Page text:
The Taylor Project week 2: The tremolo bridge


If you read I Heart Guitar last week you probably read about the beautiful new SolidBody Standard that Taylor is building for me (you can keep up with each update here). Over the next few weeks I’m going to pick out various features that I chose, and explain why I picked them for my guitar. This week it’s the Taylor Tremolo Bridge.

There’s a great video below which explains the trem, but of course it doesn’t explain exactly what I like about it. There are two things in particular that attract me to this bridge: the profile and the fulcrum point.

The Profile
The Taylor bridge is smooth. Real smooth. I tend to tune out how uncomfortable it is to palm mute on most guitars, since it’s just a necessary evil, but Taylor has really nailed the design of this bridge so that it’s comfortable and unobstructive. It also looks sleek and cool, like something from a 1950s vision of the future.

The Fulcrum Point
The fulcrum point of the bridge – the point at which it pivots – is set lower into the body of the guitar than usual. This gives it more balance and a smoother operation. It’s a two-point knife-edge design, and whether you choose the fixed or tremolo version, the bridge height can be adjusted both front-to-back and side-to-side. Each string has its own saddle which is locked in place after intonation is set.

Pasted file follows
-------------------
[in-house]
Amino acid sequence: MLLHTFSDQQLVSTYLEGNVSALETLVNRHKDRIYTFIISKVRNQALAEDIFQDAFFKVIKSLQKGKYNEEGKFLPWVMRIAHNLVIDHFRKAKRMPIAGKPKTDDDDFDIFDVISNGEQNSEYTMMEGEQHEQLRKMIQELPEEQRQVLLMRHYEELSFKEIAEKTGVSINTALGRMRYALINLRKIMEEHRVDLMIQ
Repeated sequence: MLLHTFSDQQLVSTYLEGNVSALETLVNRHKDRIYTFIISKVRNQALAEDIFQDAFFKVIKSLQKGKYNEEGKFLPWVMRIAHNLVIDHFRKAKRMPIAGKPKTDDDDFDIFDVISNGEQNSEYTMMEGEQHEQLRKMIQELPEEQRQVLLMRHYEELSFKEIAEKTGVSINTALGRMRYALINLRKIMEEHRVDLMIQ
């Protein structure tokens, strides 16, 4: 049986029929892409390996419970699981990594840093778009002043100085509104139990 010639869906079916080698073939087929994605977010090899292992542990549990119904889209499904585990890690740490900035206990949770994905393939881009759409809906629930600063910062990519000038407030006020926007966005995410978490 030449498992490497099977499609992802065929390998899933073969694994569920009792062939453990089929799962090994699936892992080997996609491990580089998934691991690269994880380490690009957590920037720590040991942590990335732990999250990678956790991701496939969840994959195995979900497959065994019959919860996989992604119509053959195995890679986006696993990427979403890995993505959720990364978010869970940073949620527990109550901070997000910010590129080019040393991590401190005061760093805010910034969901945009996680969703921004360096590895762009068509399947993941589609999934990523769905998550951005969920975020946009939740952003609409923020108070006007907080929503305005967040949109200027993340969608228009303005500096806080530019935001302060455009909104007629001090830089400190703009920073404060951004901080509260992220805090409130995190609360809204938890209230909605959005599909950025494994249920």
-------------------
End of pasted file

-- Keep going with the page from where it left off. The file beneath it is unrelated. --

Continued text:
COOL GEAR ALERT: Gibson Flying V Tremolo

Now this is cool. Cool colour, cool shape, and of course one of the coolest tremolo systems known to man and beast alike, the Floyd Rose. It looks like a metal machine. [geo-out country=”Australia” note=””]And it’d make a very nice companion indeed to the Explorer Tremolo in some kind of ultra-kitted out metal band.[/geo-out]

From Gibson.com:

Looking to shake up a conservative guitar world, Gibson introduced the Flying V as part of its radical Modernist Series in 1958 (alongside the Explorer)—and the world is still shaking 53 years later. Way ahead of its time when it hit the ground six decades ago, the Flying V became a rock icon by the late ’60s, and evolved—in all its permutations—into one of the most iconic thrash and metal guitars ever produced.

The new Flying V with Floyd Rose™ from Gibson USA takes the rebellious heritage of this great Modernist axe and supercharges it with high-performance features for today’s demanding musician. This new rendition of a legendary design carries high-output humbucking pickups and the most advanced vibrato tailpiece available, and wraps it all in Gibson’s renowned playability, while retaining the sleek, space-aged looks that made its namesake a legend in the first place. And it’s all presented in a stunning high-gloss nitrocellulose finish in Classic White.

NEWS: Megadeth, Metallica & Lou Reed, new KISS album, fake Van Halen teaser

Jam Master Series Standard A-Style Mandolin – click the pic for more info.

Here are my latest news stories for Gibson.com. How about that fake Van Halen track, eh?

And did anyone else notice that the new Megadeth and Metallica albums come out on the same day?

Megadeth Album Recalls Entire Discography

KISS to Release a Monster

Metallica & Lou Reed Album Called Lulu

Van Halen Teaser a Fake

And don’t forget my recent Susanna Hoffs interview. A different, longer interview will be on I Heart Guitar in a few weeks.